In this fascicle, then, we have now sapiential texts of a sort not known before. But because the texts are proverbial or aphoristic, the editors have not been able to reconstruct such texts fully. However, a number of the texts exist in several copies (for example, 4Q416-18), and one copy supplies readings to fill in the gaps of another. The editors have underlined words or letters that are paralleled in another text in this fascicle, and they wisely stress that the work on such texts is “truly preliminary.” It will take a long time before they are fully understood. But now that they are available to everyone, scholars of different backgrounds will be able to contribute their efforts to the interpretation and understanding of them.
The editors characterize some of the sapiential texts as “The Mystery of Being,” a loose translation of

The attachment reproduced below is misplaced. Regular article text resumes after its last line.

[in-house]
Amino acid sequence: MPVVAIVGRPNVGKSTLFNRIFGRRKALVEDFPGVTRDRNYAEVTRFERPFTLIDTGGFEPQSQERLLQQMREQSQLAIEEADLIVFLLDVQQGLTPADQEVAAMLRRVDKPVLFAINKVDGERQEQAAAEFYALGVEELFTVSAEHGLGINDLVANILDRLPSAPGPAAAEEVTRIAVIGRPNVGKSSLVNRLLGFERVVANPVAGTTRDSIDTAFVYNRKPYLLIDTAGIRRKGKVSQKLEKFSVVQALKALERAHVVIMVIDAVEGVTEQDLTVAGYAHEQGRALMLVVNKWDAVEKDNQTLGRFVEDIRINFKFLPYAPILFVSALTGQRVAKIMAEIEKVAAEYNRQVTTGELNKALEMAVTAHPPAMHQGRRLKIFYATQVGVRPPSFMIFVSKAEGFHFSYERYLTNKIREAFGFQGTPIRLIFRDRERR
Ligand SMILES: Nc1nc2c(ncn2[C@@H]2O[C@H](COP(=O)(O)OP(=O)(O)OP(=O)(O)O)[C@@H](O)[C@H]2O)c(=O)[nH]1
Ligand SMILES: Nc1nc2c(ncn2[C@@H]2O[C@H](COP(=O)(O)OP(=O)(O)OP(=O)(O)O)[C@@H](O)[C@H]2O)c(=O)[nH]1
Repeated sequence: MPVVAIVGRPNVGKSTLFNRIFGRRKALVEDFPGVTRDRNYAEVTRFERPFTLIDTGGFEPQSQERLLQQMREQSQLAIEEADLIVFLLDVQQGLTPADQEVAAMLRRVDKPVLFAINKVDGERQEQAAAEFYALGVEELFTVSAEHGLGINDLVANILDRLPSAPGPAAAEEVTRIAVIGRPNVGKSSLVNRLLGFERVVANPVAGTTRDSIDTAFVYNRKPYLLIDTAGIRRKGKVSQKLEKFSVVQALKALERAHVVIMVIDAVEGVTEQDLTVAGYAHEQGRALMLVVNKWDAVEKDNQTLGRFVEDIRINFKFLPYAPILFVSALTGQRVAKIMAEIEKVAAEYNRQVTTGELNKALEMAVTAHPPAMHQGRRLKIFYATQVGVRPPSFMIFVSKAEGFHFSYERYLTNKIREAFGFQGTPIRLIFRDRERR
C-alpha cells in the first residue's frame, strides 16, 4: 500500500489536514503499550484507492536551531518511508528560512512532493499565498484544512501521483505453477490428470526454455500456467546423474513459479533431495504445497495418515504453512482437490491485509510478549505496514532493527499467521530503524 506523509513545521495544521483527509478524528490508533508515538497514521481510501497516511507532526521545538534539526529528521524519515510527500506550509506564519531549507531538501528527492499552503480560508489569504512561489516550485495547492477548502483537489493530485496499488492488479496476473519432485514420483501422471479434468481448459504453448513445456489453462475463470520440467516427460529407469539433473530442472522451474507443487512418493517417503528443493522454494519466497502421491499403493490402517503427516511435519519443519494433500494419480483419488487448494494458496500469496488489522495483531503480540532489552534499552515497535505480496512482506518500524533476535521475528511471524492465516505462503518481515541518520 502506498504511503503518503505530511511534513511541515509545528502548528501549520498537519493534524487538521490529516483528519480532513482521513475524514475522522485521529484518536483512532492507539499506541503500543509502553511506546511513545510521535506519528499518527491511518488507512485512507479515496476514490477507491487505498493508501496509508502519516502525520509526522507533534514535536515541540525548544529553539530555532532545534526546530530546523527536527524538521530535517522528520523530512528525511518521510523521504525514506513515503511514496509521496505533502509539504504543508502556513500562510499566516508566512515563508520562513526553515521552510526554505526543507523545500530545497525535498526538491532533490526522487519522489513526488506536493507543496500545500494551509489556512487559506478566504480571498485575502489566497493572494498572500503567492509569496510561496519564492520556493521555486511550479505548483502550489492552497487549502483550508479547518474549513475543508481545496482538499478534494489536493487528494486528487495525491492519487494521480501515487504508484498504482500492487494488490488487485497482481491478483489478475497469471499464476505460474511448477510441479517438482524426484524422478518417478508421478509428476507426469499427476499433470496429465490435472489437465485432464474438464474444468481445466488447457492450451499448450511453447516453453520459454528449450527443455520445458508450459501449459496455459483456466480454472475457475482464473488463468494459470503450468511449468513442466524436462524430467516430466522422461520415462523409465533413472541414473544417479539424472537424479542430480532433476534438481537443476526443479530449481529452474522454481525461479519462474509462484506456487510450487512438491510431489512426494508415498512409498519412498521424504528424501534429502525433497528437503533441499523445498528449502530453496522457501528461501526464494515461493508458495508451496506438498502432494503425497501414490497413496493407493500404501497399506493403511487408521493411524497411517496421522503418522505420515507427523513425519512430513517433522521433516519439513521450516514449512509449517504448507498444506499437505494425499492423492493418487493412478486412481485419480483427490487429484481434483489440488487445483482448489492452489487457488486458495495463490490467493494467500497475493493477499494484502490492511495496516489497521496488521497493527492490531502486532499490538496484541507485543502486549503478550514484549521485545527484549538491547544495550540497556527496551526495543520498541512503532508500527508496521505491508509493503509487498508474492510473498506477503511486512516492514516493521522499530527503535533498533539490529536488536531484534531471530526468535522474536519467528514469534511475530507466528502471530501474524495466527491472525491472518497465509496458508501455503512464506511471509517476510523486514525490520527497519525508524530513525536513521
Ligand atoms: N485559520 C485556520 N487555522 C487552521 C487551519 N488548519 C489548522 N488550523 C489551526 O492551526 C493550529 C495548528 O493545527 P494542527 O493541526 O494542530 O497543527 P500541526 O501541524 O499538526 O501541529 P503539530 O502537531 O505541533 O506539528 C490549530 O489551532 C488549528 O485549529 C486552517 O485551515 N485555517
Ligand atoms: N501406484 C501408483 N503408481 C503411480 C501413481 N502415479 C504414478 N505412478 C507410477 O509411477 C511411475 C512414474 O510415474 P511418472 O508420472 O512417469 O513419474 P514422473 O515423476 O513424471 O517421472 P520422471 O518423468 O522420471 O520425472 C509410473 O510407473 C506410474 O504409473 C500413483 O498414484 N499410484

, which they recognize means literally “the mystery of what shall be.” That title will be debated, but the editors think that it refers to a work (or works) that either have already perished or is a sectarian title for other texts found in this fascicle. Another text they call “The Vision of the Haguy or Hagoy,” believing that the title refers to what other Qumran texts call seµpher hahogiÆ, “Book of Meditation” (CD 10:6; CD 13:2; 1QSa 1:7). They also think that one of the sapiential texts now available here (4Q417 2 i 15–18) identifies seµpher hahogiÆ, not as the Hebrew Scriptures, or community rules or the work of some sage (hgy being his name), as has often been held by different interpreters, but as seµpher zikkaµroÆn, “Book of Memory,” inscribed by God for Seth, who bequeathed it to Enosh, who passed it on. This is an interesting proposal that needs, however, much further study; it is far from certain.